If you’re aiming to market your brand in multiple countries, you’ll need to find the right international marketing strategies to engage audiences who not only speak different languages but also have different values, cultures and contexts.

That’s why marketing on a global scale is an entirely different ballgame compared to marketing in only one country—it requires tailoring your messaging, campaigns and even your products to each region you’re targeting.

Here are six effective international marketing strategies used by the pros to inspire you to successfully market your brand across borders, from working with local influencers to localizing your ad campaigns.

Watch our recap here:

The importance of international marketing strategies

Replicating your existing marketing strategies won’t cut it when branching into international markets. What attracts consumers in your home region isn’t guaranteed to work in another country. 

Having an international marketing strategy is key when it comes to connecting with global audiences in a meaningful, effective way. 

Don’t underestimate the importance of global marketing tactics. Failing to take the right approach for your brand results in wasted time and resources that could have been used to grow your customer base abroad. 

See also: 6 global marketing strategies to inspire you

What makes global marketing successful?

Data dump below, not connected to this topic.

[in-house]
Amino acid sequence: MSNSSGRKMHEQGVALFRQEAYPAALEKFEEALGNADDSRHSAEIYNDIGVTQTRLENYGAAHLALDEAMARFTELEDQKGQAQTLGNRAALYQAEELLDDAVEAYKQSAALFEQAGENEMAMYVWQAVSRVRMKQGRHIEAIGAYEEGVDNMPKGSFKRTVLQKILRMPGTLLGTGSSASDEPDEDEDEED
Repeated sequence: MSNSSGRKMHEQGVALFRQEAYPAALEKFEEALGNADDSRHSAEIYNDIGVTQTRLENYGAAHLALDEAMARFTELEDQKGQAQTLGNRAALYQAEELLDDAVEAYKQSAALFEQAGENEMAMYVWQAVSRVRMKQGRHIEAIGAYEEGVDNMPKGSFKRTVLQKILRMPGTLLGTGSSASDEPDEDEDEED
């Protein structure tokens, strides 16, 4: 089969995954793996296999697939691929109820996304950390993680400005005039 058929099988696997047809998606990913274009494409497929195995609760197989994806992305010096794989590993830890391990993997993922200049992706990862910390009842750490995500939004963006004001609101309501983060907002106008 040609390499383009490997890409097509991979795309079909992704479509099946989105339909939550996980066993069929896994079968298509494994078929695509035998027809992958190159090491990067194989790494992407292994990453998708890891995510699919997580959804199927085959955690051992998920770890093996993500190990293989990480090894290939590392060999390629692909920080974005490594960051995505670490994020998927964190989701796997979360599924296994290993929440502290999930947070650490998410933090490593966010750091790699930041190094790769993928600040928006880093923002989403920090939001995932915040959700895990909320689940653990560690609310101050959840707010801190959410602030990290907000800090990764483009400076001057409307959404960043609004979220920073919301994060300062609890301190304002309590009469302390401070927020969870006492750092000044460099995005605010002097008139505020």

There are many elements that go into making a strategic global marketing campaign successful, but it generally comes down to one thing: understanding the audience.

Your global content strategy needs to address the specific needs and wants of each new market. And adapt every message, graphic and campaign to speak directly to them—in way that they can understand and relate to.

To achieve this, you need to do extensive international audience research to understand the different cultures and markets that you’re working with. Cultural understanding is especially crucial, as it’ll help you adapt your messaging, branding and products to resonate with local consumers.

Successful global multilingual marketing also involves adapting products, services, and marketing campaigns to suit the preferences, needs, and languages of each market. This can include modifying product features, packaging, pricing and promotional strategies. While adaptation is important, maintaining a consistent brand identity across different markets is still essential as it helps create a sense of familiarity and trust.

See also: Cultural marketing: Going beyond simple translations

Kyler Canastra from VeraContent, Mário Costa from MANZ and Allan Formigoni from WeTravel discuss how to launch successful global marketing campaigns in this interview.

6 international marketing strategy case studies from brands with global success